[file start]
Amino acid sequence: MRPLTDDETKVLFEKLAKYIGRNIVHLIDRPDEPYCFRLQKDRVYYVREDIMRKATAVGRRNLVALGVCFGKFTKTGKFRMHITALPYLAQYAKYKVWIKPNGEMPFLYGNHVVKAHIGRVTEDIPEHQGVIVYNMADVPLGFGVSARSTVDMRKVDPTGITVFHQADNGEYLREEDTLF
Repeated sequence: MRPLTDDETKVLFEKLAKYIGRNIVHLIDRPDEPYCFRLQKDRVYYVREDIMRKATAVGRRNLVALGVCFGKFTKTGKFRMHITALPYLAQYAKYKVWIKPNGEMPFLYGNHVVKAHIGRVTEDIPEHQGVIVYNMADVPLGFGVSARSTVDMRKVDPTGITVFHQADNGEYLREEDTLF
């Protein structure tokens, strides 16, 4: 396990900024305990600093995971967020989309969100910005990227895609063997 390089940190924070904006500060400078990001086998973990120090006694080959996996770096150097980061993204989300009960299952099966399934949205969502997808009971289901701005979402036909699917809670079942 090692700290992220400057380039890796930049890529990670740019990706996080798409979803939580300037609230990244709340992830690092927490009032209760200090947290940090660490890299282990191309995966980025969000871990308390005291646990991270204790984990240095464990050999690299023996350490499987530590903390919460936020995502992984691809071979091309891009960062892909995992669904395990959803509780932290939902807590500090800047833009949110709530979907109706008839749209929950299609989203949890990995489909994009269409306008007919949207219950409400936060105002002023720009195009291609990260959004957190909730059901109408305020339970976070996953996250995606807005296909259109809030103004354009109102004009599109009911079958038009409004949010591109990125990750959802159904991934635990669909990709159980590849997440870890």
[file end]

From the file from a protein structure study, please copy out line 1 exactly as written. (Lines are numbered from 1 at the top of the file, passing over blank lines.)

Amino acid sequence: MRPLTDDETKVLFEKLAKYIGRNIVHLIDRPDEPYCFRLQKDRVYYVREDIMRKATAVGRRNLVALGVCFGKFTKTGKFRMHITALPYLAQYAKYKVWIKPNGEMPFLYGNHVVKAHIGRVTEDIPEHQGVIVYNMADVPLGFGVSARSTVDMRKVDPTGITVFHQADNGEYLREEDTLF